Scarlet Macaw

The scarlet macaw (Ara macao) is a large red, yellow, and blue South American parrot, a member of a large group of Neotropical parrots called macaws. It is native to humid evergreen forests of tropical South America. Range extends from south-eastern Mexico to the Peruvian Amazon, Colombia, Bolivia, Venezuela and Brazil in lowlands of 500 m (1,640 ft) (at least formerly) up to 1,000 m (3,281 ft). It has suffered from local extinction through habitat destruction and capture for the parrot trade, but in other areas it remains fairly common. Formerly it ranged north to southern Tamaulipas. It can still be found on the island of Coiba. It is the national bird of Honduras.

Details

It is about 81 centimetres (32 in) long, of which more than half is the pointed, graduated tail typical of all macaws, though the scarlet macaw has a larger percentage of tail than the other large macaws. The average weight is about 1 kilogram (2.2 lb). The plumage is mostly scarlet, but the rump and tail-covert feathers are light blue, the greater upper wing coverts are yellow, the upper sides of the flight feathers of the wings are dark blue as are the ends of the tail feathers, and the undersides of the wing and tail flight feathers are dark red with metallic gold iridescence. Some individuals may have green in the wings. There is bare white skin around the eye and from there to the bill. Tiny white feathers are contained on the face patch. The upper mandible is mostly pale horn in color and the lower is black. Juveniles have dark eyes; adults have light yellow eyes. It is frequently confused with the slightly larger green-winged macaw, which has more distinct red lines in the face and no yellow in the wing. Scarlet macaws make very loud, high and sometimes low-pitched, throaty squawks, squeaks and screams designed to carry many miles to call for their groups. The scarlet macaw can live up to 75 years in captivity, although a more typical lifespan is 40 to 50 years.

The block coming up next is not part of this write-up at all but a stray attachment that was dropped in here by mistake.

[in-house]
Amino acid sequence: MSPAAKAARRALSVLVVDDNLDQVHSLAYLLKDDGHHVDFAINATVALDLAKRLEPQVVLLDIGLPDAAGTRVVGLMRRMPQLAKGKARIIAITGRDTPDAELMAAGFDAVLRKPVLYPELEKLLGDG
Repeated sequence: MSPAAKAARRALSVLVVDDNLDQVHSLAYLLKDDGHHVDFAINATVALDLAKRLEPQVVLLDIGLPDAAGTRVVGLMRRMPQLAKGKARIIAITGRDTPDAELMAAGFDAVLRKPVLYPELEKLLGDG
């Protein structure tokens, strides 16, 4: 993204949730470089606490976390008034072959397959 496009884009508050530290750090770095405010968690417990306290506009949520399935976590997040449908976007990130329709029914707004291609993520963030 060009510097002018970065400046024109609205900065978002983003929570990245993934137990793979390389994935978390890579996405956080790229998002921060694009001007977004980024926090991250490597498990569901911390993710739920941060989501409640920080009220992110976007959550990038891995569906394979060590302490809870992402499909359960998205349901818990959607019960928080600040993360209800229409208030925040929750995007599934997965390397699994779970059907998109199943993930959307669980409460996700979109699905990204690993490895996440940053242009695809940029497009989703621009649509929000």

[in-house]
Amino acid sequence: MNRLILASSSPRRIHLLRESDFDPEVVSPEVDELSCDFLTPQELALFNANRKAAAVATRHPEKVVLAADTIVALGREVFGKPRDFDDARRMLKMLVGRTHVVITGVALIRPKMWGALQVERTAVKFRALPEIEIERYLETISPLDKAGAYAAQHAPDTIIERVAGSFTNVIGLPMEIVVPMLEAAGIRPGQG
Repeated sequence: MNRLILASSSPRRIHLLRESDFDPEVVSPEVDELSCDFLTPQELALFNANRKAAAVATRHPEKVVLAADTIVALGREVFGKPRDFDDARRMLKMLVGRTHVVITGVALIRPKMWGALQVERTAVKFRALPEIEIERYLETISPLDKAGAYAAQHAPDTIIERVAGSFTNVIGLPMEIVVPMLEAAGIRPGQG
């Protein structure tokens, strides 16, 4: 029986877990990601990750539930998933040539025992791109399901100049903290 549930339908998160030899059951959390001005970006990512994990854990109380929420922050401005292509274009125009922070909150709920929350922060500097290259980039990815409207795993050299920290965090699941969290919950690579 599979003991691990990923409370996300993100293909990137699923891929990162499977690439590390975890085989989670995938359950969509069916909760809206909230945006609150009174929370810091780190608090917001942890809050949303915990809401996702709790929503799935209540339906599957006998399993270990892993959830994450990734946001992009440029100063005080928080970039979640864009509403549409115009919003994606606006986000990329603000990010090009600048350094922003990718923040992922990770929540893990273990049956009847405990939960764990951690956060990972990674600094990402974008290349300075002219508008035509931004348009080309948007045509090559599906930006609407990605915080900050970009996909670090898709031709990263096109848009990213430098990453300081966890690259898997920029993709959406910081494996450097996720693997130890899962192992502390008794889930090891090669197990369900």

Breeding

While comparatively docile at most times of the year, scarlet macaws may be formidably aggressive during periods of breeding. Scarlet macaws are monogamous birds, with individuals remaining with one partner throughout their lives. The hen lays two or three white eggs in a tree cavity. The female incubates the eggs for about five weeks, and the chicks fledge from the nest about 90 days after hatching. and leave their parents about a year later. Juveniles reach sexual maturity at five years of age.